Tuesday, January 6, 2009

A Pox on Chain Letters!

Okay. These pictures have nothing to do with the headline. I don't HAVE a picture of the pox, although that could be a worthy project ... No. These are pictures of Jean's chairs, which she'll pick up tonight, along with the table which is seriously flawed. I went outside to check on it this morning, and the clear-coat didn't set and apparently never will. It sat on the table in bluish-white streaks that I scraped off with a Dobie. It's very sad. Well, Jean's picking these things up around eight tonight. It'll be too dark to see! She'll never know! I'll just change my phone and move to another state and --

I owe some of you -- twenty of you -- an apology for sending you the chain letter. It was simple enough: Send a recipe to ONE person, whose email address is linked right there. How tough is that? Then all you had to do was delete that name and insert the name below it and add your own name and copy and paste the whole thing to another email window and mail it to twenty of your closest friends. Or enemies, depending.

It's true I haven't heard from all twenty (although I believe I can feel the hate), but I shouldn't have heard from any of them. They were supposed to send the recipe to someone else. One of my favorite recipes was from a man who basically said, "1. Get in your car. 2. Drive to a restaurant." I wish he'd sent it to the proper person.

Well, the chain had instructions for the naysayers amongst us ... er, amongst you. It said if you didn't want to participate, you should contact me (!) so that I could find some other buddy to misuse, and that's why I got so many responses. People didn't want to play.

My tasteful Southern friend Liz sweetly wrote, "I will not be participating, but thanks for asking."

Thanks for asking, my ass.

Eunice sent an entire post-graduate-level treatise on the thing. Here's part of it:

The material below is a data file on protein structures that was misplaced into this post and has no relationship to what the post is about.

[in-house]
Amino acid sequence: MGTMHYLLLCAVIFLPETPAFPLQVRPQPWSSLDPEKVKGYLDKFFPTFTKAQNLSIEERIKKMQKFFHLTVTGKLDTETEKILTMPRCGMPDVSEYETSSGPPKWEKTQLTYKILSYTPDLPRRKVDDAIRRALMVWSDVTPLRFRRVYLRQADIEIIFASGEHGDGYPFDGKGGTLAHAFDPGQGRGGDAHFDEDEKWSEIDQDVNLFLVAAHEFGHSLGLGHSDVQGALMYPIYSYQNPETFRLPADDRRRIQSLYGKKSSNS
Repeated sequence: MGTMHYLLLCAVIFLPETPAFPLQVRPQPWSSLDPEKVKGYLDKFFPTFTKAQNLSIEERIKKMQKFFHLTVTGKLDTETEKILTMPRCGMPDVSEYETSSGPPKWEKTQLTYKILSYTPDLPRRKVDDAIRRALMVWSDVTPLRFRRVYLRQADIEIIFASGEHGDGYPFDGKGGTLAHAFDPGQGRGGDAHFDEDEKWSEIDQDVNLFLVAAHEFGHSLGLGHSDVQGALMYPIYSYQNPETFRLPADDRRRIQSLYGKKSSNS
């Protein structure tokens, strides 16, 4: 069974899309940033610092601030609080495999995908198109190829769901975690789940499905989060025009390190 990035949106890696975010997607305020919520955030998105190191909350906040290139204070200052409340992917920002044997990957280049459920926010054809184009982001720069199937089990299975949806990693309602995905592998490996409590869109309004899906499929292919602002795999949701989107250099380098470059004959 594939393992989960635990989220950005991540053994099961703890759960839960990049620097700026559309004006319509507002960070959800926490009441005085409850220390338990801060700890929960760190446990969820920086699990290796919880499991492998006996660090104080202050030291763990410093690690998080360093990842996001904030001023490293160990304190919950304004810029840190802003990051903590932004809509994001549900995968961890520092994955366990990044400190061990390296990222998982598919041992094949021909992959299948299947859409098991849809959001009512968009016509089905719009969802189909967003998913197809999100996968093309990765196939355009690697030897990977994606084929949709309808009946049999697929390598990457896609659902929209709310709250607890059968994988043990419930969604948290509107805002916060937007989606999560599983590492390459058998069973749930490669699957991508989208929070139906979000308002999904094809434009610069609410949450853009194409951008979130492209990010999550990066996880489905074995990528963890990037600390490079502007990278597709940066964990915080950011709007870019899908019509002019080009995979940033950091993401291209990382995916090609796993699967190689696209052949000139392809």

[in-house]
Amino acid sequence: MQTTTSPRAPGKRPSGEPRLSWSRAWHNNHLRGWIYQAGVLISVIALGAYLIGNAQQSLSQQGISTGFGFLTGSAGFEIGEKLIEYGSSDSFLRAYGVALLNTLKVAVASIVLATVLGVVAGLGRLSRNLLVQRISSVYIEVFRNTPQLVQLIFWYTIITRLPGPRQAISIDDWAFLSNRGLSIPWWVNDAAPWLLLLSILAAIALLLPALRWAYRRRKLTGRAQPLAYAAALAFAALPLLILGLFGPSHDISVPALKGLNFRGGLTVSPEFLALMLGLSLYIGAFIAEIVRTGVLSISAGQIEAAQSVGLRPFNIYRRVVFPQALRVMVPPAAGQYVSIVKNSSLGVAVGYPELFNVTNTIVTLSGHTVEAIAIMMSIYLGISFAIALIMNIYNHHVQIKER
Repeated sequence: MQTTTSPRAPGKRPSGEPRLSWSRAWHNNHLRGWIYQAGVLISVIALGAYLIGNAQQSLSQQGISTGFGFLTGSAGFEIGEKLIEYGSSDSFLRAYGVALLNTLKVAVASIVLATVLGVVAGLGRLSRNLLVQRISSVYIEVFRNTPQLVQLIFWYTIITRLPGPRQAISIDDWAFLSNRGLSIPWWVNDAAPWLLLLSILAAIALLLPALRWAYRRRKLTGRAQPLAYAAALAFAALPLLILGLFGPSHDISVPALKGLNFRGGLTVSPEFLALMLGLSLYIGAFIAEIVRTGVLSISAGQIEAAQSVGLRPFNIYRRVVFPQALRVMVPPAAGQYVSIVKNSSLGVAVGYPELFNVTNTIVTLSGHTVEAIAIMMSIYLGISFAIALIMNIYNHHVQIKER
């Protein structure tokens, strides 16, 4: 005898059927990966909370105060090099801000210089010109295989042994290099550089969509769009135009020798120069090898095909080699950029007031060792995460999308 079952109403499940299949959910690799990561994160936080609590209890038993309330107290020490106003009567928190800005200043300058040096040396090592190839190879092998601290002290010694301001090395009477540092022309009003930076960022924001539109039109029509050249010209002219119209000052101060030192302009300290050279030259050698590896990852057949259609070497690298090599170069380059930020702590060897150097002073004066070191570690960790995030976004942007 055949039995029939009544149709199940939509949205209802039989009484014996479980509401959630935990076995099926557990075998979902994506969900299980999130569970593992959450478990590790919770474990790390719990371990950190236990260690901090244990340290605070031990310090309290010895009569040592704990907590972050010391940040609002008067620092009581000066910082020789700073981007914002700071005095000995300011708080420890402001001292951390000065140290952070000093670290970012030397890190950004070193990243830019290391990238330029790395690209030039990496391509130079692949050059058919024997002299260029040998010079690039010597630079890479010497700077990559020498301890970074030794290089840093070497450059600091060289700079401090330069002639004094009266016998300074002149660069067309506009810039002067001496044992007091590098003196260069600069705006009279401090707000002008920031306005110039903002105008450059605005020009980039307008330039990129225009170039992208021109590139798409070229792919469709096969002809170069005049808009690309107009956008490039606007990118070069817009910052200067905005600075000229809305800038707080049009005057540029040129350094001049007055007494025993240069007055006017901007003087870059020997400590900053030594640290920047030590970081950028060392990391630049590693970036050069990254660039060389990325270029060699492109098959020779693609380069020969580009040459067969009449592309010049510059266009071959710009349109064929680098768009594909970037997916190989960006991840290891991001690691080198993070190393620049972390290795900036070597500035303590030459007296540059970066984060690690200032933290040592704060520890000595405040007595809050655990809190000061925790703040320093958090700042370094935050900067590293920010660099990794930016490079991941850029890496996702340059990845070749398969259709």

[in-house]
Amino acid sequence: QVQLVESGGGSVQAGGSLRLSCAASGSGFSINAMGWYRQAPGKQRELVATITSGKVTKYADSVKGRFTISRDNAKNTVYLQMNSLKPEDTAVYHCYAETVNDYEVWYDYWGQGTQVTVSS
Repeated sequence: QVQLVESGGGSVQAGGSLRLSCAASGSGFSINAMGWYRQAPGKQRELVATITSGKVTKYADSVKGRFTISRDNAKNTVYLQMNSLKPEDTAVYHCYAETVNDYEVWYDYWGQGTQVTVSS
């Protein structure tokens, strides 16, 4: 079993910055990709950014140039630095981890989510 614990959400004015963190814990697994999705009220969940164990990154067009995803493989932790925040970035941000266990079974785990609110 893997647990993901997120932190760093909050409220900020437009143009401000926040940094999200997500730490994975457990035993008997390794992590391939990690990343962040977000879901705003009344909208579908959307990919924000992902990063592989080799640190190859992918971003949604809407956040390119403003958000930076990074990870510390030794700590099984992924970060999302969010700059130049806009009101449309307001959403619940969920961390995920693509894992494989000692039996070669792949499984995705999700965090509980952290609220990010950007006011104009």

Why do people think chain letters could work? The reason people are even tempted by these schemes is that the human mind does not have an intuitive view of geometrical progressions. Suppose we presume the chain letter to have a list of five people. You are asked to send one postcard to the person on top of the list, and remail the letter to five friends. You are promised thousands of postcards from all over the world if everyone participates. Your cost: a postcard, five photocopies and envelopes, and six stamps. Not much to risk to see what comes back.

I disagree with the basic premise of this fellow. I don't think people are "tempted" by these "schemes." I think people are "attempting" to be "polite."

Really, it's a part of friendship, of courtesy. I don't want another recipe. I hardly cook. Even if I did, dear god! how many recipes can one have? With the interweb, I can find anything I want. I have, for instance, a recipe for Pine Nut Rosemary Scones in my Favorites right now. I don't want your goulash recipe. Really.

What I do want, though, is your continued friendship. So when a friend sends me a chain letter, I want to pass it on only to please my friend. I don't do it because of my innate inability to envision geometric progressions. I want Jeanne to think I'm a good friend (because I am). I have no doubt that she passed it on to me because someone she likes did it to her. Chain letters, then, are simply evidence of people who want to please each other.

Well, I say let's find a better way. Pray for me. Bring me flowers. Sing me love songs. Just don't send me chain letters.